event with a combined sense of relief and caution. In some of the more
thoughtful commentaries published so far, rhetoric has given way to
calls for reasonable, swift actions that will capitalize on what the
region's media -- and the world -- agree is a historic moment.

"The initial reactions to Saddam's capture are already giving way to
concern over his chances of receiving a fair trial," Lebanon's Daily
Star editorialized. "It is . . . crucial that the deposed strongman be
judged openly and equitably, that no ammunition be delivered to those
who will undoubtedly emerge to decry the proceedings as a show trial."

In addition, the Lebanese daily advised, if the United States is
serious, as President Bush has trumpeted, about establishing democracy
in Iraq, then "Iraqis [will] have a major part to play in the creation
of a decent government for their country, and their enthusiasm can
only be dampened if the changes they are asked to make seem like
window dressing for the continued rule of a heavy-handed foreign
invader." The paper stopped short of crying, "Yankees, go home!" But
in acknowledging that the "structure and scheduling" of forthcoming,
necessary, "free and fair elections . . . are [still] being fiercely
debated in Iraq," it reminded the country's American administrators,
"Free peoples are not free because they vote; they vote because they
are free."

Similarly, a lead editorial in Egypt's Al-Gomhuria said, "It behooves
the U.S. to make use of this upbeat mood [following Saddam's capture]
to convince the mistrustful Iraqis that its questionable war and the
grim events that followed have all been to their benefit. . . .
Washington must quicken steps to make the Iraqis the masters of their
own destiny." Now is the time, the paper said, for Bush's team to "be
on its guard against bungling or wasting the chance to make real
progress in Iraq."

The Jordan Times also reminded Washington that "[w]hen the excitement
ends, Iraqis will once gain start wondering when their lives will
return to normal and when the foreign occupation forces will leave
their land. Unless they have a promise to cling to, the Iraqi quagmire
will continue to drag Iraq and the rest of the region into further
despair, instability and misery." No one can really "afford to be
intoxicated by the victory that the arrest of Saddam represents," the
Jordanian paper cautioned. "The Americans erred greatly in entering
Iraq without having a clear plan of action. They now have a chance to
right some of their wrongs and move steadily toward helping build a
safe and modern Iraq."

In Damascus, The Syria Times, still fuming over "the signing by Bush
of the so-called Accountability Act, which provides for the imposition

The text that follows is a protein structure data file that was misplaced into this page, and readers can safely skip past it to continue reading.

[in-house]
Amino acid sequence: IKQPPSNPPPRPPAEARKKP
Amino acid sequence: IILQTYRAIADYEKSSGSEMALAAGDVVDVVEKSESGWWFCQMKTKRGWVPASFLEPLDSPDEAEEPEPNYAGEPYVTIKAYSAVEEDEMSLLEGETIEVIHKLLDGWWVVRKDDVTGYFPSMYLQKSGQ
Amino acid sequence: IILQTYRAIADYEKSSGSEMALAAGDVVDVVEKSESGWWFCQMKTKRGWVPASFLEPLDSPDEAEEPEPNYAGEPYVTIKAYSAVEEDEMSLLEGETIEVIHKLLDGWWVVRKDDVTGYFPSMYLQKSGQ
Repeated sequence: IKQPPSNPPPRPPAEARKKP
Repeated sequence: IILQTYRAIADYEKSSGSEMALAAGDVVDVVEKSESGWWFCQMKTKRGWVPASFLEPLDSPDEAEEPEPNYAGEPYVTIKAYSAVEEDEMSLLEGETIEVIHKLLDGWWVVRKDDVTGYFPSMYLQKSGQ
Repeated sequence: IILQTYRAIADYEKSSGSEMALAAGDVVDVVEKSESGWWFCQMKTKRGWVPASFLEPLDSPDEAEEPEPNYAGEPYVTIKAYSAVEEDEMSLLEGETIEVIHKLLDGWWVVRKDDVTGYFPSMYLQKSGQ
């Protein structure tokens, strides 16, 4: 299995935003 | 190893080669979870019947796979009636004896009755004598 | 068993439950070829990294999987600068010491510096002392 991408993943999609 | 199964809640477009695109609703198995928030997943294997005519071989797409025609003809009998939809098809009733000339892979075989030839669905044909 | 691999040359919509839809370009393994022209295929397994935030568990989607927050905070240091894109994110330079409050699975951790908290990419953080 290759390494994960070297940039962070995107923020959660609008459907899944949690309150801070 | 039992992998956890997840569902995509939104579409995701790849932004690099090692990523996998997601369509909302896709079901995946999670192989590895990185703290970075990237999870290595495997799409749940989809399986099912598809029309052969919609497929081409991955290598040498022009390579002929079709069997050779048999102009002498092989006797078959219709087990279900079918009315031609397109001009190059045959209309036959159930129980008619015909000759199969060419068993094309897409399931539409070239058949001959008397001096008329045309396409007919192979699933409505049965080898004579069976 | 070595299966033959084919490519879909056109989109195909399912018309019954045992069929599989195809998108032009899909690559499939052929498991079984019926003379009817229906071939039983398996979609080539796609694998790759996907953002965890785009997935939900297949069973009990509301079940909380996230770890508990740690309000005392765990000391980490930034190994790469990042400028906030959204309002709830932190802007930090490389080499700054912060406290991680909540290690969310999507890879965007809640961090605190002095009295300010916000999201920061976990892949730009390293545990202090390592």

of economic and diplomatic sanctions on Syria," seemed to play down
Saddam's capture. Instead, it focused attention on Syrian President
Bashar al-Assad's state visit to Greece.


In the United Arab Emirates, Sheikh Zayed bin Sultan Al Nahyan (his
titles are "President" and "His Highness") offered a perfunctory
statement in carefully worded diplomatese: "I hope that the recent
developments in Iraq will contribute to the restoration of stability
and peace in that country, and will prove to be a stepping-stone that
will permit the Iraqi people to unify their ranks and to strengthen
their national reconciliation . . . [as they work] hand-in-hand for a
bright future."

A news-analysis piece in Ha'aretz, Israel's more progressive daily, in
addition to recalling Saddam's "depraved cruelty," chided the former
dictator for the "sheer arrogance" of the behavior that led to his
capture. "He never prepared an escape route for himself, because he
didn't believe the Americans would dare invade. Should they invade, he
was convinced they would be vanquished. Nothing is worse than a stupid
megalomaniac."

On a lighter note, Ha'aretz writer Rogel Alper offered an unexpected
news "analysis" based on the photos sent around the world of the
captured ex-dictator, whose face and mouth were being checked by a
latex-gloved U.S. military doctor. "[W]e now know the real reason for
the conflict between Saddam Hussein and George W. Bush. Now, it's all
clear," Alper wrote. "Bush believed, even before the 9/11 attacks . .
., that Saddam Hussein had to undergo thorough and meticulous dental
treatment. The war on tooth decay is at the very top of Bush's agenda
. . . . With great vigor, and by basing his argument on his
interpretation of certain chapters of the New Testament, he arrived at
the conclusion that the lack of any tradition of modern dentistry in
the Muslim world is the root of all evil, the rotten infrastructure
from which the 'axis of evil' has been spawned." Saddam, Alper
predicted, "will be put to death with a fatal shot of Novocain."

* * * *



  #3   Report Post  
Old December 19th 03, 02:37 AM
NOYB
 
Posts: n/a
Default Mid-East reactions to Bush's war


"basskisser" wrote in message
om...

On a lighter note, Ha'aretz writer Rogel Alper offered an unexpected
news "analysis" based on the photos sent around the world of the
captured ex-dictator, whose face and mouth were being checked by a
latex-gloved U.S. military doctor. "[W]e now know the real reason for
the conflict between Saddam Hussein and George W. Bush. Now, it's all
clear," Alper wrote. "Bush believed, even before the 9/11 attacks . .
., that Saddam Hussein had to undergo thorough and meticulous dental
treatment. The war on tooth decay is at the very top of Bush's agenda
. . . . With great vigor, and by basing his argument on his
interpretation of certain chapters of the New Testament, he arrived at
the conclusion that the lack of any tradition of modern dentistry in
the Muslim world is the root of all evil, the rotten infrastructure
from which the 'axis of evil' has been spawned." Saddam, Alper
predicted, "will be put to death with a fatal shot of Novocain."


I *knew* there were several reasons why *I* supported the war. Rotten teeth
*are* the root of all evil!

BTW--nobody uses Novocaine any more.